3.  Altered DNA Binding and Amplification of Human Breast Cancer Suppressor Gene BRCA1 Induced by a Novel Antitumor Compound, [Ru(η6-p-phenylethacrynate)Cl2(pta)] 
The ruthenium-based complex [Ru(η6-p-phenylethacrynate)Cl2(pta)] (pta = 1,3,5-triaza-7-phosphatricyclo-[3.3.1.1]decane), termed ethaRAPTA, is an interesting antitumor compound. The elucidation of the molecular mechanism of drug activity is central to the drug development program. To this end, we have characterized the ethaRAPTA interaction with DNA, including probing the sequence specific modified DNA structural stability and DNA amplification using the breast cancer suppressor gene 1 (BRCA1) of human breast and colon adenocarcinoma cell lines as models. The preference of ethaRAPTA base binding is in the order A > G > T > C. Once modified, the ethaRAPTA-induced BRCA1 structure has higher thermal stability than the modified equivalents of its related compound, RAPTA-C. EthaRAPTA exhibits a higher efficiency than RAPTA-C in inhibiting BRCA1 amplification. With respect to both compounds, the inhibition of BRCA1 amplification is more effective in an isolated system than in cell lines. These data provide evidence that will help to understand the process of elucidating the pathways involved in the response induced by ethaRAPTA.
doi:10.3390/ijms131013183
PMCID: PMC3497320  PMID: 23202946
BRCA1; DNA adducts; DNA amplification; ethaRAPTA; tumor suppressor gene
4.  A DNA Repair BRCA1 Estrogen Receptor and Targeted Therapy in Breast Cancer 
BRCA1 is a key mediator of DNA repair pathways and participates in the maintenance of the genomic integrity of cells. The control of DNA damage repair mechanisms by BRCA1 is of great interest since molecular defects in this pathway may reflect a predictive value in terms of a cell’s sensitivity to DNA damaging agents or anticancer drugs. BRCA1 has been found to exhibit a hormone-dependent pattern of expression in breast cells. Wild-type BRCA1 is required for the inhibition of the growth of breast tumor cells in response to the pure steroidal ERα antagonist fulvestrant. Also a loss of BRCA1-mediated transcriptional activation of ERα expression results in increased resistance to ERα antagonists. Platinum-based drugs, poly(ADP-ribose) polymerase (PARP) inhibitors, and their combination are currently included in chemotherapy regimens for breast cancer. Preclinical and clinical studies in a BRCA1-defective setting have recently indicated a rationale for the use of these compounds against hereditary breast cancers. Initial findings indicate that neoadjuvant use of cisplatin results in high rates of complete pathological response in patients with breast cancer who have BRCA1 mutations. Cisplatin produces a better response in triple-negative breast cancer (TNBC) than in non-TNBC diseases in both the neoadjuvant and adjuvant settings. This implies that TNBC cells may harbor a dysfunctional BRCA1 repair pathway.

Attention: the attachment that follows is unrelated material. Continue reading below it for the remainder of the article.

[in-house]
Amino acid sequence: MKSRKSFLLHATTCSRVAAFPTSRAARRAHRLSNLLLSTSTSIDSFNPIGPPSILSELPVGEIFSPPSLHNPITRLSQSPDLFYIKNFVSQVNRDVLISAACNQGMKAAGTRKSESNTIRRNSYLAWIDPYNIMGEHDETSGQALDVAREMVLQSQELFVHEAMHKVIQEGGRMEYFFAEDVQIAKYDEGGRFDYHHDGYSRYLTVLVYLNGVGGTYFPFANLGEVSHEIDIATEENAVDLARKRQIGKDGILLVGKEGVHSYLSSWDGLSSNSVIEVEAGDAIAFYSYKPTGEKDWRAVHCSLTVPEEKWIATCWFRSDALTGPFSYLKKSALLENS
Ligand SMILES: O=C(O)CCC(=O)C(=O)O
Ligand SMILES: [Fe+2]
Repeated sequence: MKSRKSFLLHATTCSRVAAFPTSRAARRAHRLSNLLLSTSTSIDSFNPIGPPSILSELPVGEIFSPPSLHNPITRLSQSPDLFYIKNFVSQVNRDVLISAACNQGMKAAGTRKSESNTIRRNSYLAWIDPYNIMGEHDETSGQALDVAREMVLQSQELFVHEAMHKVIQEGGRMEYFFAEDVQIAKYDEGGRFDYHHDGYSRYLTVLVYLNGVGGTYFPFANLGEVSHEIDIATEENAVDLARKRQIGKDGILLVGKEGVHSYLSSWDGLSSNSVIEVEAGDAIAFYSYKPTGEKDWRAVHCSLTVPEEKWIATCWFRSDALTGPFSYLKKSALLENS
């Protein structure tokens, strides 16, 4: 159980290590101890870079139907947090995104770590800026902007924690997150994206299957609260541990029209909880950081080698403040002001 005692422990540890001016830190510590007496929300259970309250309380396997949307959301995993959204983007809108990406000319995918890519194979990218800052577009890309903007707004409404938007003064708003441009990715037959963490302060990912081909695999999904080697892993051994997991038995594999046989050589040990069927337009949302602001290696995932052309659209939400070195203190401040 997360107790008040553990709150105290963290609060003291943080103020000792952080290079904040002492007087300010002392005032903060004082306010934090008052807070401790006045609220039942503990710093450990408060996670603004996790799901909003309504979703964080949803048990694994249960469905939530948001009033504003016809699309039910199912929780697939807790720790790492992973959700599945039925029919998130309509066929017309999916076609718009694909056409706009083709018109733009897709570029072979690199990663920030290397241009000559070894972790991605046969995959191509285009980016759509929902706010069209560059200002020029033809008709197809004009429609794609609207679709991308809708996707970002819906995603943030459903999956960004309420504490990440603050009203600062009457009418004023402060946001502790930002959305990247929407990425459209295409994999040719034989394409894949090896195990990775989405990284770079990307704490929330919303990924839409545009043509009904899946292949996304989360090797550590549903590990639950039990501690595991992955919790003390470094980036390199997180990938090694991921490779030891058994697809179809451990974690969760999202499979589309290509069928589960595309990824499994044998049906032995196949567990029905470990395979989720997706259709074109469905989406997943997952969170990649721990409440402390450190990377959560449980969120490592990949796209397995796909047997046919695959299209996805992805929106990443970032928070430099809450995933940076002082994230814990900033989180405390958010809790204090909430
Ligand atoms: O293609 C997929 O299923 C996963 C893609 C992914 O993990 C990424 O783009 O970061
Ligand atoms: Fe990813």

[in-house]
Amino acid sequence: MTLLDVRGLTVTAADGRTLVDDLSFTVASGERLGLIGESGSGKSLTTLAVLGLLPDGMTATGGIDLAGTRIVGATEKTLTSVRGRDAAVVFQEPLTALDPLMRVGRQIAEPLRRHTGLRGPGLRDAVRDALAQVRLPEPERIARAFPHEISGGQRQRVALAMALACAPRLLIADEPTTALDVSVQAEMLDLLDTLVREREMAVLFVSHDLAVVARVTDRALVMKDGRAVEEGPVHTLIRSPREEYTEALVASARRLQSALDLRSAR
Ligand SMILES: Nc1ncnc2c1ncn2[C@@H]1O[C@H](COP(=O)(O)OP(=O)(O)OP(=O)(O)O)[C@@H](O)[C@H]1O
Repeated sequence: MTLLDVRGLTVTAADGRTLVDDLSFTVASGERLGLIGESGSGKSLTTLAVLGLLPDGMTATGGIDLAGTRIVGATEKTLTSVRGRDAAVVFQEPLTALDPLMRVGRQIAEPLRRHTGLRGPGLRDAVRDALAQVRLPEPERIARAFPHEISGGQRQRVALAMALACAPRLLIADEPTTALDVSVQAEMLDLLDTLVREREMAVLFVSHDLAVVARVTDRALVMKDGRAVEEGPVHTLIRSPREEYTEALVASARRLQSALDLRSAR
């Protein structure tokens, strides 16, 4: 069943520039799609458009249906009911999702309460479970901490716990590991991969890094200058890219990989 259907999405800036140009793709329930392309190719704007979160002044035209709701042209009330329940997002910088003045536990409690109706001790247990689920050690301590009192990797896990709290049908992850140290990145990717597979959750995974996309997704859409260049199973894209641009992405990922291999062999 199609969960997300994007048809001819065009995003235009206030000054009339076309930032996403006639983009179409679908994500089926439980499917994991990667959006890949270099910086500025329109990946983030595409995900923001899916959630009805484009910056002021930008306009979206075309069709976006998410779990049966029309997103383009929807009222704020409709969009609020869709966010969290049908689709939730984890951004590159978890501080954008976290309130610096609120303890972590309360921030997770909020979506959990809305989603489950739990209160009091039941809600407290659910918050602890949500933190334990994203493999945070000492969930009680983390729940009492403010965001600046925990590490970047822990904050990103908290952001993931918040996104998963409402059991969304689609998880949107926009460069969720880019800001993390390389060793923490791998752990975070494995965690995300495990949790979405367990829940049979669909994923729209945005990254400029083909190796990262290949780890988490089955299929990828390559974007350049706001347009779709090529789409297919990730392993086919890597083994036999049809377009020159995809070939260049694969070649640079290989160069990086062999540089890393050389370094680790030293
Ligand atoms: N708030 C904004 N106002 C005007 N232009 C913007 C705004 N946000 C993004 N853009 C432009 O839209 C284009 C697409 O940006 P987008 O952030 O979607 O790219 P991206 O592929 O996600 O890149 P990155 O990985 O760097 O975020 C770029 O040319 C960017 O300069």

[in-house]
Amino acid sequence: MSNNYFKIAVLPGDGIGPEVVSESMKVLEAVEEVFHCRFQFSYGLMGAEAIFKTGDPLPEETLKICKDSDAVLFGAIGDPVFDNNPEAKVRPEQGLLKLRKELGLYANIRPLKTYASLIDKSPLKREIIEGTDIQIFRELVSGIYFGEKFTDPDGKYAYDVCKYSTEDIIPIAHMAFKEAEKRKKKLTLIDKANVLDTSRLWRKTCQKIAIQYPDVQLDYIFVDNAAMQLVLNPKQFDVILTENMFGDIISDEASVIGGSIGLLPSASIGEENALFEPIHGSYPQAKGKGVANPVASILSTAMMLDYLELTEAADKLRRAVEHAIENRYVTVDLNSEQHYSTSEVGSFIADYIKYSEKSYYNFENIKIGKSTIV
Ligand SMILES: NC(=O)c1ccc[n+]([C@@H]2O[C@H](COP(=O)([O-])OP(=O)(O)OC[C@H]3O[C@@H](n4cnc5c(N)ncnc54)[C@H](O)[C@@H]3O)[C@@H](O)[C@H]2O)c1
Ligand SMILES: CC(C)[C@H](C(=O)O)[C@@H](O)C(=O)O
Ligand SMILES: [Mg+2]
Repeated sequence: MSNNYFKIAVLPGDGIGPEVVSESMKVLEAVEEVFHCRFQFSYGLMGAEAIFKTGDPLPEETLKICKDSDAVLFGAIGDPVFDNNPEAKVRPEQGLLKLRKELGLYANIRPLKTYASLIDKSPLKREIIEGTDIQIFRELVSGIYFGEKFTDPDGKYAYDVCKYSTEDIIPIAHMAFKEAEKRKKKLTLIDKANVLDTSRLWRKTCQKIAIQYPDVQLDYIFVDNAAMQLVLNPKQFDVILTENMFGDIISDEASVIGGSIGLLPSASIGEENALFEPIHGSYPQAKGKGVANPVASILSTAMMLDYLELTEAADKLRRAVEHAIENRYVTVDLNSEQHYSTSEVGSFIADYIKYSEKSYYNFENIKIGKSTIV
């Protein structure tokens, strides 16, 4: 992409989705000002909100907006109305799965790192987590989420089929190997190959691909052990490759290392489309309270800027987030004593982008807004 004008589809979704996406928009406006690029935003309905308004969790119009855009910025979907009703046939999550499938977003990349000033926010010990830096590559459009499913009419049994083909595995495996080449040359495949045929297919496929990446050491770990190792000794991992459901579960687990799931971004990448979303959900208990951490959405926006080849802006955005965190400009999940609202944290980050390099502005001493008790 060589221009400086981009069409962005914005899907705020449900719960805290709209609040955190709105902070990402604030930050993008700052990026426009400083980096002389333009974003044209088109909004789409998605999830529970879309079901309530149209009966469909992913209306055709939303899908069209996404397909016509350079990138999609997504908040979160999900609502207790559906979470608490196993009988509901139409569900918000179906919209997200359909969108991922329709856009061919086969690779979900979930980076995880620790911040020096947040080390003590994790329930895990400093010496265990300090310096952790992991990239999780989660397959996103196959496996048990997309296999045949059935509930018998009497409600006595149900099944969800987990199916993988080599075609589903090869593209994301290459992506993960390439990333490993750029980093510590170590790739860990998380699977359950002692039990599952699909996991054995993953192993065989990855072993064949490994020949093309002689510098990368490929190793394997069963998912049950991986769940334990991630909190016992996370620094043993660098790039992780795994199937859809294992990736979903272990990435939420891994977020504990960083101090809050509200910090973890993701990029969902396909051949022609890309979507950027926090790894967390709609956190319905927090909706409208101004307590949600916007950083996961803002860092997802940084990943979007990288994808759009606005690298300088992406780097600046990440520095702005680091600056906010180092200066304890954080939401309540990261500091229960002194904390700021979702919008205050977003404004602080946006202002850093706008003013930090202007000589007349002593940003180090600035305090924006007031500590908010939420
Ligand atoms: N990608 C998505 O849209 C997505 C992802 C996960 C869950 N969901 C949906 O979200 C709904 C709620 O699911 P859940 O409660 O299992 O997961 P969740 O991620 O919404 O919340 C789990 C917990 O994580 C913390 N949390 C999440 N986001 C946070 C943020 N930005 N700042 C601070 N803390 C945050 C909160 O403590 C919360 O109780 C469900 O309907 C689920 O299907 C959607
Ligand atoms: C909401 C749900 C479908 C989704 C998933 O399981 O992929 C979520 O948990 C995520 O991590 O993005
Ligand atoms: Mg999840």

doi:10.3390/ijms131114898
PMCID: PMC3509617  PMID: 23203101
BRCA1; estrogen receptor; fulvestrant; antiestrogen; triple-negative breast cancer
5.  In Vitro Enhanced Sensitivity to Cisplatin in D67Y BRCA1 RING Domain Protein 
BRCA1 is a tumor suppressor protein involved in maintaining genomic integrity through multiple functions in DNA damage repair, transcriptional regulation, cell cycle checkpoint, and protein ubiquitination. The BRCA1-BARD1 RING complex has an E3 ubiquitin ligase function that plays essential roles in response to DNA damage repair. BRCA1-associated cancers have been shown to confer a hypersensitivity to chemotherapeutic agents. Here, we have studied the functional consequence of the in vitro E3 ubiquitin ligase activity and cisplatin sensitivity of the missense mutation D67Y BRCA1 RING domain. The D67Y BRCA1 RING domain protein exhibited the reduced ubiquitination function, and was more susceptible to the drug than the D67E or wild-type BRCA1 RING domain protein. This evidence emphasized the potential of using the BRCA1 dysfunction as an important determinant of chemotherapy responses in breast cancer.
doi:10.4137/BCBCR.S8184
PMCID: PMC3201098  PMID: 22084573
BRCA1; cisplatin; ubiquitination; cancer chemotherapy

Results 1-5 (5)